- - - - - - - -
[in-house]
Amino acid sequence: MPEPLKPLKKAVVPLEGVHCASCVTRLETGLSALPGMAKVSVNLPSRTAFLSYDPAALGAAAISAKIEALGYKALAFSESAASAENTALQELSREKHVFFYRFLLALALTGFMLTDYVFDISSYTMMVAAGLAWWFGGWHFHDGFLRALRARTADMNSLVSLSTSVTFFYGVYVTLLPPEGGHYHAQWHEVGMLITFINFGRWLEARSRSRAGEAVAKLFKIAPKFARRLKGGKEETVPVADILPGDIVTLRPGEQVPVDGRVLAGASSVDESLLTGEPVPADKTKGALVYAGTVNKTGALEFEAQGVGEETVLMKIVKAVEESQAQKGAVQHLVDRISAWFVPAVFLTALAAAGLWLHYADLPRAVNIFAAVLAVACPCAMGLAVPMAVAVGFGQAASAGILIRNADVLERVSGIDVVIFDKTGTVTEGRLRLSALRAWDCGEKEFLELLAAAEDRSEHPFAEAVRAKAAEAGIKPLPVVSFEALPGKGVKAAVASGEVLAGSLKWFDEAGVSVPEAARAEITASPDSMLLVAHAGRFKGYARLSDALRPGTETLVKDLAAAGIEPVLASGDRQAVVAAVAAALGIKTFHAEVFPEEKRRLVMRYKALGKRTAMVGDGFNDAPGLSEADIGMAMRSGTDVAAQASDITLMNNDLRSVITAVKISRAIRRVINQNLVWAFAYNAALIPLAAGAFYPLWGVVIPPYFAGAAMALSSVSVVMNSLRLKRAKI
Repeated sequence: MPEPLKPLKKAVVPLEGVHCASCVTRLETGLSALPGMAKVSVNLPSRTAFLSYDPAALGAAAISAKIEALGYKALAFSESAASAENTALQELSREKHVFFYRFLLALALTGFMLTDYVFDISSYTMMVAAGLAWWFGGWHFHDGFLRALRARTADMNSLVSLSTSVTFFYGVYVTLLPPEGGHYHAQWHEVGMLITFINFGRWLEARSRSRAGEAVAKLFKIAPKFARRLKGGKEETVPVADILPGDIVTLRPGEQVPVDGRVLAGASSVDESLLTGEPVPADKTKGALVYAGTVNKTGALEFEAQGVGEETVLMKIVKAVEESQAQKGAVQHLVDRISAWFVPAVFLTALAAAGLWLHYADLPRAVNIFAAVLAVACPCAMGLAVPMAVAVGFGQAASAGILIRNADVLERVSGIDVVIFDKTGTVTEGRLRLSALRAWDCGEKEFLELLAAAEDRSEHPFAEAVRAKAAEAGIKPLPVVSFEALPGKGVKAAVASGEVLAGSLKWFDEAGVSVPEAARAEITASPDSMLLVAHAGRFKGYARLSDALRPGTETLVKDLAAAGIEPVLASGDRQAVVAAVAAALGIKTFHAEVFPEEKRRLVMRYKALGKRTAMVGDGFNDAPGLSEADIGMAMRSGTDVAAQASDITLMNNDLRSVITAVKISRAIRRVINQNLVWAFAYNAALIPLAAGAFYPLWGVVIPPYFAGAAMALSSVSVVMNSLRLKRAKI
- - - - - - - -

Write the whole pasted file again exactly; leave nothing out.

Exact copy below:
[in-house]
Amino acid sequence: MPEPLKPLKKAVVPLEGVHCASCVTRLETGLSALPGMAKVSVNLPSRTAFLSYDPAALGAAAISAKIEALGYKALAFSESAASAENTALQELSREKHVFFYRFLLALALTGFMLTDYVFDISSYTMMVAAGLAWWFGGWHFHDGFLRALRARTADMNSLVSLSTSVTFFYGVYVTLLPPEGGHYHAQWHEVGMLITFINFGRWLEARSRSRAGEAVAKLFKIAPKFARRLKGGKEETVPVADILPGDIVTLRPGEQVPVDGRVLAGASSVDESLLTGEPVPADKTKGALVYAGTVNKTGALEFEAQGVGEETVLMKIVKAVEESQAQKGAVQHLVDRISAWFVPAVFLTALAAAGLWLHYADLPRAVNIFAAVLAVACPCAMGLAVPMAVAVGFGQAASAGILIRNADVLERVSGIDVVIFDKTGTVTEGRLRLSALRAWDCGEKEFLELLAAAEDRSEHPFAEAVRAKAAEAGIKPLPVVSFEALPGKGVKAAVASGEVLAGSLKWFDEAGVSVPEAARAEITASPDSMLLVAHAGRFKGYARLSDALRPGTETLVKDLAAAGIEPVLASGDRQAVVAAVAAALGIKTFHAEVFPEEKRRLVMRYKALGKRTAMVGDGFNDAPGLSEADIGMAMRSGTDVAAQASDITLMNNDLRSVITAVKISRAIRRVINQNLVWAFAYNAALIPLAAGAFYPLWGVVIPPYFAGAAMALSSVSVVMNSLRLKRAKI
Repeated sequence: MPEPLKPLKKAVVPLEGVHCASCVTRLETGLSALPGMAKVSVNLPSRTAFLSYDPAALGAAAISAKIEALGYKALAFSESAASAENTALQELSREKHVFFYRFLLALALTGFMLTDYVFDISSYTMMVAAGLAWWFGGWHFHDGFLRALRARTADMNSLVSLSTSVTFFYGVYVTLLPPEGGHYHAQWHEVGMLITFINFGRWLEARSRSRAGEAVAKLFKIAPKFARRLKGGKEETVPVADILPGDIVTLRPGEQVPVDGRVLAGASSVDESLLTGEPVPADKTKGALVYAGTVNKTGALEFEAQGVGEETVLMKIVKAVEESQAQKGAVQHLVDRISAWFVPAVFLTALAAAGLWLHYADLPRAVNIFAAVLAVACPCAMGLAVPMAVAVGFGQAASAGILIRNADVLERVSGIDVVIFDKTGTVTEGRLRLSALRAWDCGEKEFLELLAAAEDRSEHPFAEAVRAKAAEAGIKPLPVVSFEALPGKGVKAAVASGEVLAGSLKWFDEAGVSVPEAARAEITASPDSMLLVAHAGRFKGYARLSDALRPGTETLVKDLAAAGIEPVLASGDRQAVVAAVAAALGIKTFHAEVFPEEKRRLVMRYKALGKRTAMVGDGFNDAPGLSEADIGMAMRSGTDVAAQASDITLMNNDLRSVITAVKISRAIRRVINQNLVWAFAYNAALIPLAAGAFYPLWGVVIPPYFAGAAMALSSVSVVMNSLRLKRAKI